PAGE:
How IPOs Work

When a company "goes public" with an IPO, it usually doesn't sell all of itself. For example, imagine the Bergen Bell Co. (ticker: RINGG), owned entirely by a woman named Adrienne. Adrienne decides to sell about 10% of the company to the public, via an IPO, to raise money for expansion. Adrienne, who currently owns all of the 90 million shares of the company, will sell 10 million new shares, so there will be 100 million shares after the offering.

Investment bankers help Adrienne determine the value of the company and how much of it she should sell, based on how much money she wants to raise. Let's say they decide to price the offering at $20 per share. This means that Adrienne's company will collect about $200 million when the shares are sold (less the investment bank's fee of roughly 7%). Adrienne will retain ownership of 90% of the firm, or 90 million shares.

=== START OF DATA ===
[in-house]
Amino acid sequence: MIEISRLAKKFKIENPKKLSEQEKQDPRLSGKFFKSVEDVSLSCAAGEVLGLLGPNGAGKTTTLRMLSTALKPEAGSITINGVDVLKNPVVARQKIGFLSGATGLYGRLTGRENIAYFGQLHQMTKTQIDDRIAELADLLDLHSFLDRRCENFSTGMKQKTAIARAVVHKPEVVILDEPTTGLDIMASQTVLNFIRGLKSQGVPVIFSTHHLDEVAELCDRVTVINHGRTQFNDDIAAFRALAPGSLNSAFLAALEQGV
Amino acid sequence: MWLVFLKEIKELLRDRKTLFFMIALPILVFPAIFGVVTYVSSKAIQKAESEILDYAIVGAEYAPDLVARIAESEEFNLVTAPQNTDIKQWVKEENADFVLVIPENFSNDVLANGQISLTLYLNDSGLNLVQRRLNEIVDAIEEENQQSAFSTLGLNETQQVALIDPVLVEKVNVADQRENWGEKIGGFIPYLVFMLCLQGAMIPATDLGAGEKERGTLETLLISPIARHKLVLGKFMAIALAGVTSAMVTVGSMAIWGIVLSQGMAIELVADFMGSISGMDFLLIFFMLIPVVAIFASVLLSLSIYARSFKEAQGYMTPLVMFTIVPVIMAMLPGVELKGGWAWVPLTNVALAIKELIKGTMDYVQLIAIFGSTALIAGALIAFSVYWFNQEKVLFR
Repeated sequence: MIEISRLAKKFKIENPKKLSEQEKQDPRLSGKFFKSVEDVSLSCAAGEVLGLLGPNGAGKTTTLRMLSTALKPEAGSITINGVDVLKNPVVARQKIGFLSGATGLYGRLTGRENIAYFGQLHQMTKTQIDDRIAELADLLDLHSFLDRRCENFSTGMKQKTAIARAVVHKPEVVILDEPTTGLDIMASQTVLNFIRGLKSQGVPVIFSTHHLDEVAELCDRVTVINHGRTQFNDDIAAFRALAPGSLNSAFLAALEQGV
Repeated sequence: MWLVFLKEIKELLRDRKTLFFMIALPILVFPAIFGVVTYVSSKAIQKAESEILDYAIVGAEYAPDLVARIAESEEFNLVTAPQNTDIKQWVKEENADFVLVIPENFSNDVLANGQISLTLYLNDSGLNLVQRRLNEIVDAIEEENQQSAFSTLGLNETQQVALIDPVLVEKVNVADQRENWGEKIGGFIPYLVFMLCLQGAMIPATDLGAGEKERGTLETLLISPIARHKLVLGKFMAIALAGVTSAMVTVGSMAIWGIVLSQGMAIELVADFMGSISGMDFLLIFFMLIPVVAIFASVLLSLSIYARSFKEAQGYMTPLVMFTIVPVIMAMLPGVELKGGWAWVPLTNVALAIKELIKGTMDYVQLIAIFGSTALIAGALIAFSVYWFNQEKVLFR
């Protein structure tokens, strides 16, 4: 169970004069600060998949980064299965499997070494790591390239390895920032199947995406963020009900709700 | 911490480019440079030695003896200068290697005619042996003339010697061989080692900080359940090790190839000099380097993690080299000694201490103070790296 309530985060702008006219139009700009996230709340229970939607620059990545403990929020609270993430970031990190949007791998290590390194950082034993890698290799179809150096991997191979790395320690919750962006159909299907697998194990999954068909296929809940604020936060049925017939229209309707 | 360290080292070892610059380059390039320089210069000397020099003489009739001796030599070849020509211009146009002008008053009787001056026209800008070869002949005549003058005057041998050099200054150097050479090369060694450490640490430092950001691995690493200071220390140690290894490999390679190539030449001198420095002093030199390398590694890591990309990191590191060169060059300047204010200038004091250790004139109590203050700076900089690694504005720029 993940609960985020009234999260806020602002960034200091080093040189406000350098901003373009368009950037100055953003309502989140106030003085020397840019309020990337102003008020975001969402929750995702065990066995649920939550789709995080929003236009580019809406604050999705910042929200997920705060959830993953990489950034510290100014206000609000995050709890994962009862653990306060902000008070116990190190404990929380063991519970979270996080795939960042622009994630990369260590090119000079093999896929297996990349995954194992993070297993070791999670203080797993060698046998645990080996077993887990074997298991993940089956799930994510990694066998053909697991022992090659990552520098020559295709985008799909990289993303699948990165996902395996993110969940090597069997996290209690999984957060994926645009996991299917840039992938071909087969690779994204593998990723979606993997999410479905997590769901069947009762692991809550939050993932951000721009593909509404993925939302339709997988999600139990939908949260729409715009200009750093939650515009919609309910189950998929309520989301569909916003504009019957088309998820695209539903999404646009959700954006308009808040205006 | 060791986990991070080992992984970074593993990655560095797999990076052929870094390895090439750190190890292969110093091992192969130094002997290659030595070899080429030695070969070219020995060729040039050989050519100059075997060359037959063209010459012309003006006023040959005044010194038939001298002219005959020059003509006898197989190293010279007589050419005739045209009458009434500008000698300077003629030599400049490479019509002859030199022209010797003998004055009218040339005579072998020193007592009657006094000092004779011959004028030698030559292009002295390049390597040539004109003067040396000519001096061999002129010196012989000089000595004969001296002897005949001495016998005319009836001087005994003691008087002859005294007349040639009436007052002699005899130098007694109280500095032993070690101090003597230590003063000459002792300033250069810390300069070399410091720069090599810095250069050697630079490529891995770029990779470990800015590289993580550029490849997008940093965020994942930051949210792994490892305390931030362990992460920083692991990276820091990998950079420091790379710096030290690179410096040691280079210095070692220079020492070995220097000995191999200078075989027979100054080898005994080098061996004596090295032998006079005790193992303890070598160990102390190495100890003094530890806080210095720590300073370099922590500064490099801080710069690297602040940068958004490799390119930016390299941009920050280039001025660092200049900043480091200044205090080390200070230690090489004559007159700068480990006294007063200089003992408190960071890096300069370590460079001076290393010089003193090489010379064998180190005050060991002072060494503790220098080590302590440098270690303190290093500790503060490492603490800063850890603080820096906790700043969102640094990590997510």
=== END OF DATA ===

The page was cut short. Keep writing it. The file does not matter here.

This is often how the millionaires and billionaires you see in lists of the world's richest people become millionaires. Like Adrienne, most of their "wealth" is on paper and is tied to the number of shares they hold in their companies, multiplied by the current share price.

Search specialist Google's (Nasdaq: GOOG  ) IPO wasn't a typical one -- instead, it featured a "Dutch auction" process, like that used by (Nasdaq: OSTK  ) and RedEnvelope (Nasdaq: REDE  ) . Learn all about IPOs and Dutch auctions in this Bill Mann article that preceded the IPO. Then read Bill's thoughts after Google's IPO.

If you'd like to receive several promising stock ideas delivered via email each month, learn more about our suite of investment newsletters (which are offered along with some free research reports). You can also learn all about brokerages and find one that's right for you in our Broker Center.

Longtime Fool contributor Selena Maranjian does not own shares of any companies mentioned in this article.

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